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Raven Rock State Nature Preserve

Raven Rock is a promontory of Mississippian age sandstone overlooking the Ohio River Valley. While various legends exist as to how the hill received its name, from the air, it takes on the shape of a bird with outstretched wings. According to folklore, Native Americans used the rock as a lookout, spotting European settlers as they entered the region via flat boats on the Ohio River. Today, the preserve continues to offer a panoramic view of the Ohio River valley. Weathering of the sandstone has resulted in three natural arches, the largest with a 10 foot span. The preserve is home to the potentially threatened blackjack oak (Quercus marilandica) and the state endangered small-flowered scorpion weed (Phacelia dubia). Raven Rock was dedicated to the Division of Natural Areas and Preserves by Charles A. Brown in 1993.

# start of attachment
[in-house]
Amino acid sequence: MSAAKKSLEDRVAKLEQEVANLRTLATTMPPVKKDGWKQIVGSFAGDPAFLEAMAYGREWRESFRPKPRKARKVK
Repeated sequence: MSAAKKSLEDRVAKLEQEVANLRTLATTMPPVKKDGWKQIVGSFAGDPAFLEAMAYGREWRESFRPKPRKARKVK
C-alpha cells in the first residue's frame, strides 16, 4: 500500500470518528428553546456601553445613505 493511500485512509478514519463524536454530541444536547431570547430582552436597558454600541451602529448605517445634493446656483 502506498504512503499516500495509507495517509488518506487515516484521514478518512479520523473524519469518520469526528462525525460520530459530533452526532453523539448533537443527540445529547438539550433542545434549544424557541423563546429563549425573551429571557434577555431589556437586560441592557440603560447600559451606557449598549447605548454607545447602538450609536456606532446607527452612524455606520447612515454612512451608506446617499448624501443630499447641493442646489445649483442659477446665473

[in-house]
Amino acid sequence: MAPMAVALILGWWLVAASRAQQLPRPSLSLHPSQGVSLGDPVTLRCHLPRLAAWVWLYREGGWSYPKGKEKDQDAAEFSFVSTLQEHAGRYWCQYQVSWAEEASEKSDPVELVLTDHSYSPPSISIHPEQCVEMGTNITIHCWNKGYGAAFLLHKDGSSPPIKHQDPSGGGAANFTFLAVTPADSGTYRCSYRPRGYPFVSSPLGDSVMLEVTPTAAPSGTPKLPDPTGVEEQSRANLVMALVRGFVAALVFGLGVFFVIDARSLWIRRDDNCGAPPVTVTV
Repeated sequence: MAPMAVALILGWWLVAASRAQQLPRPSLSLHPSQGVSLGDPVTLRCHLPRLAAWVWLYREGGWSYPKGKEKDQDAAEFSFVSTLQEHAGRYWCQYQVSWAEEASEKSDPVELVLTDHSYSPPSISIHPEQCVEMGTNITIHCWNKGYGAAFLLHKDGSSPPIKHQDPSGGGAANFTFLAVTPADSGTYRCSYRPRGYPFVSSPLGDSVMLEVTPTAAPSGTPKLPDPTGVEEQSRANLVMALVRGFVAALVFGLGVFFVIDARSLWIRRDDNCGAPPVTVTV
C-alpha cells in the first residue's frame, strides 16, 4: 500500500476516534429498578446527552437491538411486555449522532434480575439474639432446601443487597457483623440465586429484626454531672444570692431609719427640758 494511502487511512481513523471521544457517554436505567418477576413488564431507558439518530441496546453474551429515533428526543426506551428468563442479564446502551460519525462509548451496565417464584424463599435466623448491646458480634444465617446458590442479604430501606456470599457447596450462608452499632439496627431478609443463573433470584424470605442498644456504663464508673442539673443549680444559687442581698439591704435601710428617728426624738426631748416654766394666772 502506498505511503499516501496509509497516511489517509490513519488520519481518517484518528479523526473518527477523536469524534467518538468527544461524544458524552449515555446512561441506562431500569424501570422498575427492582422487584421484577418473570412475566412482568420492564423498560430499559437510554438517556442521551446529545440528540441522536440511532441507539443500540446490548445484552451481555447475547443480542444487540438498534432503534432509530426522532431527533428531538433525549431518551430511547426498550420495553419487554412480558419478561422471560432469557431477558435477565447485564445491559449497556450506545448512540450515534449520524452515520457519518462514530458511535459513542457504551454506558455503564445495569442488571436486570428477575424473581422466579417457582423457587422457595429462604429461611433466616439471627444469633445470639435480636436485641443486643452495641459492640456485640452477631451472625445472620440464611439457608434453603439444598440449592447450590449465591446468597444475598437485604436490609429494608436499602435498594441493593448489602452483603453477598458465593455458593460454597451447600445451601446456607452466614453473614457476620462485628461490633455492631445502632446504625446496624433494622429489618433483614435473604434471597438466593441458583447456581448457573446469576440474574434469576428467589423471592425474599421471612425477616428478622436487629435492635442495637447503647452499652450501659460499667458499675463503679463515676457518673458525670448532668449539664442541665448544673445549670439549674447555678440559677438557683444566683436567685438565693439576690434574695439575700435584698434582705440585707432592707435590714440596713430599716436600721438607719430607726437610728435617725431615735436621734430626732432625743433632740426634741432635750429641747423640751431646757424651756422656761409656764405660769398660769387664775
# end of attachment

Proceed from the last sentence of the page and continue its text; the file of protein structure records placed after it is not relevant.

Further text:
Local Directions

Located in Washington Township, Scioto County. Due to the sensitivity of the cliff community and ruggedness of the site, access is permit only through the Division of Natural Areas and Preserves.

Geology of Raven Rock Arch
Geology of Raven Rock Arch

Special Features

  • Promontory of Mississippian age sandstone
  • Potentially threatened blackjack oak
  • State endangered small-flowered scorpion weed


  • Steep, unimproved trail ascends approximately 500 feet to the summit of Raven Rock

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